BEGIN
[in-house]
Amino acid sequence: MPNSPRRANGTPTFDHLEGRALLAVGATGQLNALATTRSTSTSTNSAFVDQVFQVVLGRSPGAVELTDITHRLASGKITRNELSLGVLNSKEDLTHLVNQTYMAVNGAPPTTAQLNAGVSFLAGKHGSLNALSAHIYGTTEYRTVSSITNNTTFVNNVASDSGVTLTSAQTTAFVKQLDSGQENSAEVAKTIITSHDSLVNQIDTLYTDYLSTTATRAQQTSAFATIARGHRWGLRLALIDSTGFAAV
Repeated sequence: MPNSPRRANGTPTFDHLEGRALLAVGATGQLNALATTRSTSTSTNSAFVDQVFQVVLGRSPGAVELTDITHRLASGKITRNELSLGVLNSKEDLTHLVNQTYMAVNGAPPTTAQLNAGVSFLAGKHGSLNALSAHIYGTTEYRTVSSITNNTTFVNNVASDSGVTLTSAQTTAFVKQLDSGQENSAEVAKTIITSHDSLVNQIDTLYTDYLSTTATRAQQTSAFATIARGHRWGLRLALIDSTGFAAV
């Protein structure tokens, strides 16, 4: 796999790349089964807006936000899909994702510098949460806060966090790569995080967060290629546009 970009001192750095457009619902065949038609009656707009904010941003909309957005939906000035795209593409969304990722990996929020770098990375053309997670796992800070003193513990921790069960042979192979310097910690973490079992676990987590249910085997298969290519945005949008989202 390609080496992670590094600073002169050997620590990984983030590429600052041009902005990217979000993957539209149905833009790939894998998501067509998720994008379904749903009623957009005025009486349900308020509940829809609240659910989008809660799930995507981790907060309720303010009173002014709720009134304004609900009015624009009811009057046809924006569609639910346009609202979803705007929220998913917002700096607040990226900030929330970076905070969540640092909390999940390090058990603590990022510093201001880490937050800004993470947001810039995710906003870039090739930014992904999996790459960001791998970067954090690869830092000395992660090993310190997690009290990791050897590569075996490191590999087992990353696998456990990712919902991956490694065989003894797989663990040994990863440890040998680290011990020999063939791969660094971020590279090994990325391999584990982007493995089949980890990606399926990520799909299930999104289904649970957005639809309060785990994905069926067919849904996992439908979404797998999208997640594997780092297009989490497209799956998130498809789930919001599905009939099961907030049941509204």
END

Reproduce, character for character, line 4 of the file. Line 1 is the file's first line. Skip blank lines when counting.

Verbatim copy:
């Protein structure tokens, strides 16, 4: 796999790349089964807006936000899909994702510098949460806060966090790569995080967060290629546009 970009001192750095457009619902065949038609009656707009904010941003909309957005939906000035795209593409969304990722990996929020770098990375053309997670796992800070003193513990921790069960042979192979310097910690973490079992676990987590249910085997298969290519945005949008989202 390609080496992670590094600073002169050997620590990984983030590429600052041009902005990217979000993957539209149905833009790939894998998501067509998720994008379904749903009623957009005025009486349900308020509940829809609240659910989008809660799930995507981790907060309720303010009173002014709720009134304004609900009015624009009811009057046809924006569609639910346009609202979803705007929220998913917002700096607040990226900030929330970076905070969540640092909390999940390090058990603590990022510093201001880490937050800004993470947001810039995710906003870039090739930014992904999996790459960001791998970067954090690869830092000395992660090993310190997690009290990791050897590569075996490191590999087992990353696998456990990712919902991956490694065989003894797989663990040994990863440890040998680290011990020999063939791969660094971020590279090994990325391999584990982007493995089949980890990606399926990520799909299930999104289904649970957005639809309060785990994905069926067919849904996992439908979404797998999208997640594997780092297009989490497209799956998130498809789930919001599905009939099961907030049941509204």